From the moment you walk in you feel at home.  The staff are so warm and incredibly  friendly.  This really is a lovely place to eat and all of the food and sandwiches are fresh, home-made and created with much love, heart and soul.  This little place gets really busy with the locals so that’s always a good sign and, it is as cheap as chips.

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I had the Cajun Roast Beef with Pepper Jack cheese and Bleu cheese dressing on a French sub.  The hot roast beef was melt in the mouth and a perfect match with the cheese and dressing.  Served with chips and a pickle (which F.B. loves) and a fresh lemonade.

Before going home I am heading to Yoder’s for the Club Sandwich.  A multi-layered creation of ham, turkey, bacon, Swiss and cheddar cheese, lettuce, tomato on Texas toast with mayo and mustard.  Yoder’s really is home town goodness at its very best and luckily for me, I don’t need to travel far for a little sandwich excellence.

Mason jars and moonshine:  Now, have a look at this which is also just down the road from where I live.  Don’t you just love it.  Somehow, I always expect to drive by and see a couple of overall-clad, bearded men sipping moon shine from Mason jars and tinkering away under the hood of this dear old car.  This is what the beautiful South is all about.

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 A few more random photographs, all taken within a stone’s throw of where I live:

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 Not long now until jaffles, chiko rolls, Ice Break coffee and my beautiful and very wonderful Australia…..xx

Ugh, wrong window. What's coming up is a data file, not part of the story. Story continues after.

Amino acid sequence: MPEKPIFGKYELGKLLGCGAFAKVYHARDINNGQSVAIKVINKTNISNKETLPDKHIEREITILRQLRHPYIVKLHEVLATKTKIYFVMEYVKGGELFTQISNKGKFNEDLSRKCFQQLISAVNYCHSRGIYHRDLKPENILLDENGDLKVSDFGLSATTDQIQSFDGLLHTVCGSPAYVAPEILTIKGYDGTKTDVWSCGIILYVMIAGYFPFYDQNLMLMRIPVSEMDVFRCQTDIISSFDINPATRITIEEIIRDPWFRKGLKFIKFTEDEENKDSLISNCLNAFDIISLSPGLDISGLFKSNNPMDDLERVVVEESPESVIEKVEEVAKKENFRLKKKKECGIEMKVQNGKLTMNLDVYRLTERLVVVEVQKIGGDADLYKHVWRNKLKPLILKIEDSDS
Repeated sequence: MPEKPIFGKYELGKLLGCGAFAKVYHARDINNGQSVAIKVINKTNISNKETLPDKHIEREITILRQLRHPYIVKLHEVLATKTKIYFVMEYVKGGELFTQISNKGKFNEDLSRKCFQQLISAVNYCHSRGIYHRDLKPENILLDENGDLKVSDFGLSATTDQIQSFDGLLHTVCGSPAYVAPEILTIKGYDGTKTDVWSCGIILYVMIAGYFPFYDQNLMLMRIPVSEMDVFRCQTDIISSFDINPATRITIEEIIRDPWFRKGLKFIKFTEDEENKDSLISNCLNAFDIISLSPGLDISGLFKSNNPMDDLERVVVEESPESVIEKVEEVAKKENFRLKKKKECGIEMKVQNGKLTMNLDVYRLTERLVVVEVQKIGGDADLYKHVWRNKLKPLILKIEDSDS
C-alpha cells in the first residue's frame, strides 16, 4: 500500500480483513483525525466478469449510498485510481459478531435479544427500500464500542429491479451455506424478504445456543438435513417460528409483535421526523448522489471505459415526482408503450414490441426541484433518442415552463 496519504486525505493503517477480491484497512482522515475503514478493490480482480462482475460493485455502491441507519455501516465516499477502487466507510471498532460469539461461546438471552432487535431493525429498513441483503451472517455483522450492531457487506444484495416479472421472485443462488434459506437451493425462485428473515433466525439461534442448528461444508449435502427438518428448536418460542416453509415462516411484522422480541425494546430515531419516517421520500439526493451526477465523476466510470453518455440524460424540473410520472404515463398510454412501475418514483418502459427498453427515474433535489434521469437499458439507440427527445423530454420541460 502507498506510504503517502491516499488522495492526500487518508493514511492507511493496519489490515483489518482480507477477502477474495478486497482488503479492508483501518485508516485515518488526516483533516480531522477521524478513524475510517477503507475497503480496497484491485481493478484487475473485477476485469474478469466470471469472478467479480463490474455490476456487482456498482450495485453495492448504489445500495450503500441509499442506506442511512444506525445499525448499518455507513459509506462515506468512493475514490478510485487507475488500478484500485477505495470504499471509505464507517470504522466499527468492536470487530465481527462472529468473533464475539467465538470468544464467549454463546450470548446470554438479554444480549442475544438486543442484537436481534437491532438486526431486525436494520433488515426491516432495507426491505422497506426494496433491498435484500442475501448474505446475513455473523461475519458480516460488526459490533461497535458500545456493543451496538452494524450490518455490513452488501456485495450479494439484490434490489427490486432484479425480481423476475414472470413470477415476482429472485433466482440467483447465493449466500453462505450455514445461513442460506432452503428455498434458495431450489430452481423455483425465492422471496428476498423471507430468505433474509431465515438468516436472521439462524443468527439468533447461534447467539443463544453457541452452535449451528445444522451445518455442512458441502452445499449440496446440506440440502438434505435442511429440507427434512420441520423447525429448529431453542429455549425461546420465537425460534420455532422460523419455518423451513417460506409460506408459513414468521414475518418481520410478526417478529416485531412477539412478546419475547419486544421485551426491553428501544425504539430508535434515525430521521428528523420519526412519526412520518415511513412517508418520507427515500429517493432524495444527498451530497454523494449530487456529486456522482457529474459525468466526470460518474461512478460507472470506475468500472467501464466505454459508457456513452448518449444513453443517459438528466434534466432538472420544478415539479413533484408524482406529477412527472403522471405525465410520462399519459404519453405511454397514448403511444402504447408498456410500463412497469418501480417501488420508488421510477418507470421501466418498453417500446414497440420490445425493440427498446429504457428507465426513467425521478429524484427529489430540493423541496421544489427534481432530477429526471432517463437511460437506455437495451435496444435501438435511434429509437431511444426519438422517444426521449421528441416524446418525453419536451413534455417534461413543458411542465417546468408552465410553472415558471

Off the beaten track

Happy new year to all xx

New years is that small window in time that speaks potential.  Its the start of something new and fresh.   It has been a good start to the new year for us.  In the second week of this brand new year we move into our new home, our small shipment of chattels arrives from Australia and life starts to get back to some form of normality (as normal as possible anyway).  We have been keeping quite busy too.  We have been out and about in the state of Georgia and given America is the country of the road trip, that’s exactly what we have been doing.

There are millions and millions of miles (1 mile is equivalent to about 1.60 kilometres) of highways and roads in America.  Given those statistics, the road trip has become one of the great American pastimes and there really is no better way to see and experience the country.  The tip with a road trip is to get off the interstates.  The interstates are congested and very busy large three to five lane highways that link each state.  Get off the interstates and venture onto the back roads because that way you will find the true little gems of an area.  If you don’t get off the interstates you will miss wonderful things like coconut and peanut butter pies, cotton fields, rattlesnake round-ups, fried green tomatoes, mayhaws, hickory trees, swamp gravy and sweetened iced teas served in old mason jars.

Steve has had time off work.  Time off being just over two weeks during Christmas and new years.   This time was not taken voluntarily.  The section of the US military base Steve now works at ‘closes down’ for a short length of time over the festive season.  As a rule, and because we don’t have children, we never ever travel or take time off during the ‘holidays’.  This time however, the decision was out of our hands so we decided to make the most of it by doing a few road trips around the state of Georgia.  And I am happy to report that after traversing some of Georgia’s lesser known byways, there is still plenty more out there to see.